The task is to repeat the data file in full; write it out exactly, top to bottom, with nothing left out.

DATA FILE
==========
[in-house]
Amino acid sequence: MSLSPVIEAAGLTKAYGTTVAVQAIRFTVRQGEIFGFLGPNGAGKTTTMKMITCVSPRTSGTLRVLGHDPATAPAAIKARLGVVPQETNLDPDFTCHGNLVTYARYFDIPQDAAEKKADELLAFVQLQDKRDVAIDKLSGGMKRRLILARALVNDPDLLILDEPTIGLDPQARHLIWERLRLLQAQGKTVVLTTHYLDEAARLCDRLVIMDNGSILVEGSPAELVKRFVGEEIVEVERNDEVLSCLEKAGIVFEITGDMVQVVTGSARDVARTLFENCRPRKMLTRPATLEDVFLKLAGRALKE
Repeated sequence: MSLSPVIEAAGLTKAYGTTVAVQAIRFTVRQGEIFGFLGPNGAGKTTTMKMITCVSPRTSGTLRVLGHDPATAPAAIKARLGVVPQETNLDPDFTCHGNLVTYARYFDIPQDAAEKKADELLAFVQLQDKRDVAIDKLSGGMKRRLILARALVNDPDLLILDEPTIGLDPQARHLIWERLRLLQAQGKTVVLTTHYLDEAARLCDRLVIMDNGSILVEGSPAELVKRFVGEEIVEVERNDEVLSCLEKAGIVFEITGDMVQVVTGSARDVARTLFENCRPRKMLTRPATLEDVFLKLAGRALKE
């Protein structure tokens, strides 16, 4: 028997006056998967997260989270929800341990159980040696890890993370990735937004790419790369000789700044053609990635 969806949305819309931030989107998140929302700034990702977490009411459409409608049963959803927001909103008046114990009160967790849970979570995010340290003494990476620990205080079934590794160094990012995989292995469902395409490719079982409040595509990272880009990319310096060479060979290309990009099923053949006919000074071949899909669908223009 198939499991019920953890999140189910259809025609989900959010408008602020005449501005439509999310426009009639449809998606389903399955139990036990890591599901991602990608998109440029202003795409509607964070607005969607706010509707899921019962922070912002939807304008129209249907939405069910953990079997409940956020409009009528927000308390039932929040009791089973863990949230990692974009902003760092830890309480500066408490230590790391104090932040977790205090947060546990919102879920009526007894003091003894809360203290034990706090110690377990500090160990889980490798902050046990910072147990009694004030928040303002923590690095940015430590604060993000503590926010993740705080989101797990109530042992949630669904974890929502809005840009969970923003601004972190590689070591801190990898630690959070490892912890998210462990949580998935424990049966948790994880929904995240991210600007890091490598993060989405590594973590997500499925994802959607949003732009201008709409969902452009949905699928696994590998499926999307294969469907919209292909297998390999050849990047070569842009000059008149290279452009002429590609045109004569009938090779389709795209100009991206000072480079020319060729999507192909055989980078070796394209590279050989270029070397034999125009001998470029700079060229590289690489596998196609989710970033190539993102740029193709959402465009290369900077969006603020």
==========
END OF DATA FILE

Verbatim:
[in-house]
Amino acid sequence: MSLSPVIEAAGLTKAYGTTVAVQAIRFTVRQGEIFGFLGPNGAGKTTTMKMITCVSPRTSGTLRVLGHDPATAPAAIKARLGVVPQETNLDPDFTCHGNLVTYARYFDIPQDAAEKKADELLAFVQLQDKRDVAIDKLSGGMKRRLILARALVNDPDLLILDEPTIGLDPQARHLIWERLRLLQAQGKTVVLTTHYLDEAARLCDRLVIMDNGSILVEGSPAELVKRFVGEEIVEVERNDEVLSCLEKAGIVFEITGDMVQVVTGSARDVARTLFENCRPRKMLTRPATLEDVFLKLAGRALKE
Repeated sequence: MSLSPVIEAAGLTKAYGTTVAVQAIRFTVRQGEIFGFLGPNGAGKTTTMKMITCVSPRTSGTLRVLGHDPATAPAAIKARLGVVPQETNLDPDFTCHGNLVTYARYFDIPQDAAEKKADELLAFVQLQDKRDVAIDKLSGGMKRRLILARALVNDPDLLILDEPTIGLDPQARHLIWERLRLLQAQGKTVVLTTHYLDEAARLCDRLVIMDNGSILVEGSPAELVKRFVGEEIVEVERNDEVLSCLEKAGIVFEITGDMVQVVTGSARDVARTLFENCRPRKMLTRPATLEDVFLKLAGRALKE
């Protein structure tokens, strides 16, 4: 028997006056998967997260989270929800341990159980040696890890993370990735937004790419790369000789700044053609990635 969806949305819309931030989107998140929302700034990702977490009411459409409608049963959803927001909103008046114990009160967790849970979570995010340290003494990476620990205080079934590794160094990012995989292995469902395409490719079982409040595509990272880009990319310096060479060979290309990009099923053949006919000074071949899909669908223009 198939499991019920953890999140189910259809025609989900959010408008602020005449501005439509999310426009009639449809998606389903399955139990036990890591599901991602990608998109440029202003795409509607964070607005969607706010509707899921019962922070912002939807304008129209249907939405069910953990079997409940956020409009009528927000308390039932929040009791089973863990949230990692974009902003760092830890309480500066408490230590790391104090932040977790205090947060546990919102879920009526007894003091003894809360203290034990706090110690377990500090160990889980490798902050046990910072147990009694004030928040303002923590690095940015430590604060993000503590926010993740705080989101797990109530042992949630669904974890929502809005840009969970923003601004972190590689070591801190990898630690959070490892912890998210462990949580998935424990049966948790994880929904995240991210600007890091490598993060989405590594973590997500499925994802959607949003732009201008709409969902452009949905699928696994590998499926999307294969469907919209292909297998390999050849990047070569842009000059008149290279452009002429590609045109004569009938090779389709795209100009991206000072480079020319060729999507192909055989980078070796394209590279050989270029070397034999125009001998470029700079060229590289690489596998196609989710970033190539993102740029193709959402465009290369900077969006603020």